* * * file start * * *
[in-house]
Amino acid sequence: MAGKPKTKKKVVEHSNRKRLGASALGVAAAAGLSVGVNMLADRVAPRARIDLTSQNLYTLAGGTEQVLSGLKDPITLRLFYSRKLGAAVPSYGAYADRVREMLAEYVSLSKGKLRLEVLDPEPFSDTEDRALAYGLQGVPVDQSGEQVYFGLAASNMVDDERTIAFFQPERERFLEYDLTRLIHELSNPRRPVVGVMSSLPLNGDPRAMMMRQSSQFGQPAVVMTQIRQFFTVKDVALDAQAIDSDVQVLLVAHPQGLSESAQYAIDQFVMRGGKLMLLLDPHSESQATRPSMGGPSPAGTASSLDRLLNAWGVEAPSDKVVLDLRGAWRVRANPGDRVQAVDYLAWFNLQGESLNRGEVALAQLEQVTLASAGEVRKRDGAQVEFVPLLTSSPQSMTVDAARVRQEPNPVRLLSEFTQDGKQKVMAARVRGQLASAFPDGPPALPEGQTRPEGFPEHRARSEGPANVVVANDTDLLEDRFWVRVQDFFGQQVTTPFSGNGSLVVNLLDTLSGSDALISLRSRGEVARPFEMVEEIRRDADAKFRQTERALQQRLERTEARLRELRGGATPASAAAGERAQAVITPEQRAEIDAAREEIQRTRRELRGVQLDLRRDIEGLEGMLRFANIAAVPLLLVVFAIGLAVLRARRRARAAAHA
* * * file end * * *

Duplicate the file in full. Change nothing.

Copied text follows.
[in-house]
Amino acid sequence: MAGKPKTKKKVVEHSNRKRLGASALGVAAAAGLSVGVNMLADRVAPRARIDLTSQNLYTLAGGTEQVLSGLKDPITLRLFYSRKLGAAVPSYGAYADRVREMLAEYVSLSKGKLRLEVLDPEPFSDTEDRALAYGLQGVPVDQSGEQVYFGLAASNMVDDERTIAFFQPERERFLEYDLTRLIHELSNPRRPVVGVMSSLPLNGDPRAMMMRQSSQFGQPAVVMTQIRQFFTVKDVALDAQAIDSDVQVLLVAHPQGLSESAQYAIDQFVMRGGKLMLLLDPHSESQATRPSMGGPSPAGTASSLDRLLNAWGVEAPSDKVVLDLRGAWRVRANPGDRVQAVDYLAWFNLQGESLNRGEVALAQLEQVTLASAGEVRKRDGAQVEFVPLLTSSPQSMTVDAARVRQEPNPVRLLSEFTQDGKQKVMAARVRGQLASAFPDGPPALPEGQTRPEGFPEHRARSEGPANVVVANDTDLLEDRFWVRVQDFFGQQVTTPFSGNGSLVVNLLDTLSGSDALISLRSRGEVARPFEMVEEIRRDADAKFRQTERALQQRLERTEARLRELRGGATPASAAAGERAQAVITPEQRAEIDAAREEIQRTRRELRGVQLDLRRDIEGLEGMLRFANIAAVPLLLVVFAIGLAVLRARRRARAAAHA